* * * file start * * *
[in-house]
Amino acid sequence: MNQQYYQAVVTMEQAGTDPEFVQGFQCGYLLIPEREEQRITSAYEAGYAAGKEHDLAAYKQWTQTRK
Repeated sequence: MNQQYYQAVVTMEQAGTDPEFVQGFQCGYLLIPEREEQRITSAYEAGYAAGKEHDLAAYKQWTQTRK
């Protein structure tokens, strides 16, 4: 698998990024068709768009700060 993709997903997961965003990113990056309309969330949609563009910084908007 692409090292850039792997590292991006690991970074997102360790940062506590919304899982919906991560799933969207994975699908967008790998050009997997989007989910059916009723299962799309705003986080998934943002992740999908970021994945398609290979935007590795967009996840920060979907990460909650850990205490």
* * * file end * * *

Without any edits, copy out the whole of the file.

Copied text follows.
[in-house]
Amino acid sequence: MNQQYYQAVVTMEQAGTDPEFVQGFQCGYLLIPEREEQRITSAYEAGYAAGKEHDLAAYKQWTQTRK
Repeated sequence: MNQQYYQAVVTMEQAGTDPEFVQGFQCGYLLIPEREEQRITSAYEAGYAAGKEHDLAAYKQWTQTRK
């Protein structure tokens, strides 16, 4: 698998990024068709768009700060 993709997903997961965003990113990056309309969330949609563009910084908007 692409090292850039792997590292991006690991970074997102360790940062506590919304899982919906991560799933969207994975699908967008790998050009997997989007989910059916009723299962799309705003986080998934943002992740999908970021994945398609290979935007590795967009996840920060979907990460909650850990205490």